Detecting Rootkits in Memory Dum

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					Detecting Rootkits in Memory Dumps


Pär Österberg Medina – SITIC




        2009-05-18
About the presentation

I am going to talk about different techniques to dump the
memory on a system and how to analyze it, looking for the
presence of a kernel level rootkit.



60 minutes

    •   usually takes hours to explain

High technical level

    •   Hopefully comprehensive




               2009-05-18
About the presenter

Pär Österberg Medina
SITIC - Swedish IT-incident Centre
http://www.sitic.se


Previous presentations:

   •   Sitic seminars - http://www.sitic.se/seminarium

   •   T2 - http://www.t2.fi

   •   FIRST2007 and FIRST2008 - http://www.first.org

   •   GOVCERT.NL Symposium, SecHeads, IP-dagarna, Susec …



              2009-05-18
SITIC - Swedish IT Incident
Centre
SITIC is a section of Network Security at the Post & Telecom
regulatory authority (PTS). PTS is a civilian agency under
Dept. of Commerce.
Mandate is based on the instruction from the elected
government to the agency, and states that SITIC shall:
   •Be a national function that supports mitigation and
   prevention of IT incidents
   •Act jointly with other agencies having special tasks within
   the information security area
   •Give advise and support to governmental and private
   companies & organisations about network security
   •Be the Swedish contact point for corresponding functions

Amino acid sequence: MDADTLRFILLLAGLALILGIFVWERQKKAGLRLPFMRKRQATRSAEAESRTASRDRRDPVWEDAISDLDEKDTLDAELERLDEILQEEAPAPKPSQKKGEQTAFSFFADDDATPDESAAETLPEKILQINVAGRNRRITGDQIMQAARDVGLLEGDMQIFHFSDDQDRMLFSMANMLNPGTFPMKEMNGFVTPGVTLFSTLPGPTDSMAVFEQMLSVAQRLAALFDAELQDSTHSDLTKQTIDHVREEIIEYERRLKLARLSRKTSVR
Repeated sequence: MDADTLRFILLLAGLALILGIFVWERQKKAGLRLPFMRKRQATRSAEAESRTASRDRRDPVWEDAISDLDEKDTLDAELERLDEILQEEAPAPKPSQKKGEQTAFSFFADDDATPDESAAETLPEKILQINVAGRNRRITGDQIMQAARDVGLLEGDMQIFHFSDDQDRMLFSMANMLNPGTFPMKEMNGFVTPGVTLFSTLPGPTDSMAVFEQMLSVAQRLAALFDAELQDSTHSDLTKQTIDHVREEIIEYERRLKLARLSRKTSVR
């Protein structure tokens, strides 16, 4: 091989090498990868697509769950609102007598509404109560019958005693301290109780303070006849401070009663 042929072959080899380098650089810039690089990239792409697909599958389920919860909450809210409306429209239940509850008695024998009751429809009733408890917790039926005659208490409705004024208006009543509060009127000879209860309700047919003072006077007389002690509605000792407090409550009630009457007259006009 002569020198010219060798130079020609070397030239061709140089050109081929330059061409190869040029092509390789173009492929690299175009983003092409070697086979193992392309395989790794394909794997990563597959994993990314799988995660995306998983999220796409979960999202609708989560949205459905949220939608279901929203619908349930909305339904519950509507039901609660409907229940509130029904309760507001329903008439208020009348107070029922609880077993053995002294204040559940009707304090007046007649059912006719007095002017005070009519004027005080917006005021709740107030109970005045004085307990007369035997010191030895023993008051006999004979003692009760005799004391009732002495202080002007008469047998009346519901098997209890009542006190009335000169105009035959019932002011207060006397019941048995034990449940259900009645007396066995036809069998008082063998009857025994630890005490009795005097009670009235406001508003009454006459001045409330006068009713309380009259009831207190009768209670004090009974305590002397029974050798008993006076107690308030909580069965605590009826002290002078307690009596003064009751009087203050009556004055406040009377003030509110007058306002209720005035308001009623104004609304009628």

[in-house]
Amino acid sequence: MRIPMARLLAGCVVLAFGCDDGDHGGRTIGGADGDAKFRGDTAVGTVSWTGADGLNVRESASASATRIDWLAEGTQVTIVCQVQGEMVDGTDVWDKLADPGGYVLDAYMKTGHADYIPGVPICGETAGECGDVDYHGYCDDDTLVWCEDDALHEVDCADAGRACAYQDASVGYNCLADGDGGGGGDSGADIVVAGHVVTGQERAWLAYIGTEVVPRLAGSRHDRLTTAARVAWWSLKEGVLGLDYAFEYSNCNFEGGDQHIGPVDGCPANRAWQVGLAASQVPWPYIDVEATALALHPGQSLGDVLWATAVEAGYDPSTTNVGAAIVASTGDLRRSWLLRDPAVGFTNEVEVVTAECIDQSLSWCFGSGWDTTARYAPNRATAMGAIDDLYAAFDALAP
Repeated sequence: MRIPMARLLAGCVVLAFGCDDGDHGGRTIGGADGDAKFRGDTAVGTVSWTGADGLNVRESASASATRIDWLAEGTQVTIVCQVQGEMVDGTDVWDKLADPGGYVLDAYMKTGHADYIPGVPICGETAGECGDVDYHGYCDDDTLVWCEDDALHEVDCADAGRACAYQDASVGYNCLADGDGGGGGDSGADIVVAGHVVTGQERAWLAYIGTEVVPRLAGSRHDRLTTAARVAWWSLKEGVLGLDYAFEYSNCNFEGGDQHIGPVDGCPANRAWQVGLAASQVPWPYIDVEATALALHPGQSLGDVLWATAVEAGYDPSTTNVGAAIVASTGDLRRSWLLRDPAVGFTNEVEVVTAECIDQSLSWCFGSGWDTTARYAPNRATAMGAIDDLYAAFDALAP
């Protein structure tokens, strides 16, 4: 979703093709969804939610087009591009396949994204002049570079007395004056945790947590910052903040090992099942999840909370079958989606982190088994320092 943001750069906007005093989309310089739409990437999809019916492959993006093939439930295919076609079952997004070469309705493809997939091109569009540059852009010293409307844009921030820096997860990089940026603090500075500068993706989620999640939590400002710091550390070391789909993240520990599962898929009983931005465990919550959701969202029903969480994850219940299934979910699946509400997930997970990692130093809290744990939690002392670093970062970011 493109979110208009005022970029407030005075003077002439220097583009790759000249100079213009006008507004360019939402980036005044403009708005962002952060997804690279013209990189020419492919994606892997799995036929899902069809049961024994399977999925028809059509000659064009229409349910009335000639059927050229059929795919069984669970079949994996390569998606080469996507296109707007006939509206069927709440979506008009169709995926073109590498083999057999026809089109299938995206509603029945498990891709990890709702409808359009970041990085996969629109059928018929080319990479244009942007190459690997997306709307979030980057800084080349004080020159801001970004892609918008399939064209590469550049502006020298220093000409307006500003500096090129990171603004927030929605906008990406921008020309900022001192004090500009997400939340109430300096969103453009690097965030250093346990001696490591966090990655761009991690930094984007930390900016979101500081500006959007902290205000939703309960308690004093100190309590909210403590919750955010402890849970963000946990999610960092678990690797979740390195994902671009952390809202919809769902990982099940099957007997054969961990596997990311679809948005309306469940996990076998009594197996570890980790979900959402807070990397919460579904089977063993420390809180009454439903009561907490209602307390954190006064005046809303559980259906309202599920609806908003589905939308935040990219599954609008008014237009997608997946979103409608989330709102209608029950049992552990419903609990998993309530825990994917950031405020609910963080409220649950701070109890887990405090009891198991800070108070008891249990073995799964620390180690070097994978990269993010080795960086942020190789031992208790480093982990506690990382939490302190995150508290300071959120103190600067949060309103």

in other countries


            2009-05-18
Collaborations & Interactions

•Nationally
•FRA, MSB, FMV, RPS, Military
•ISPs
•Media


•Internationally
•EGC, NCF, IWWN
•FIRST, TF-CSIRT
•ENISA




           2009-05-18
Agenda

•   What is a rootkit?

•   Dumping the memory

•   How-to analyze a memory dump?

•   Different rootkit techniques and how we detect it




               2009-05-18
Objective

After this presentation, the attendee will have a good
knowledge about:

•   Different techniques to use when dumping and analyzing a
    memory dump

•   Different rootkit types and technologies




               2009-05-18
Credit and Kudos

Andreas Schuster – Deutche Telekom
http://computer.forensikblog.de/en/

George M. Garner Jr. – GMG Inc
http://www.gmgsystemsinc.com/knttools/




             2009-05-18
What is a rootkit?

“The term rootkit has been around for more than
10 years. A rootkit is a "kit" consisting of small and
useful programs that allow an attacker to maintain
access to "root," the most powerful user on a
computer. In other words, a rootkit is a set of
programs and code that allows a permanent or
consistent, undetectable presence on a computer.”




               2009-05-18
Different types of rootkits

•   Ring 3 (User-mode)

•   Ring 0 (Kernel-mode)

•   Hardware/Firmware based

•   Virtualization based




               2009-05-18
Different types of rootkit techniques

Basic types of rootkit techniques used:

•   Hooking

•   Injecting

•   Unlinking




                2009-05-18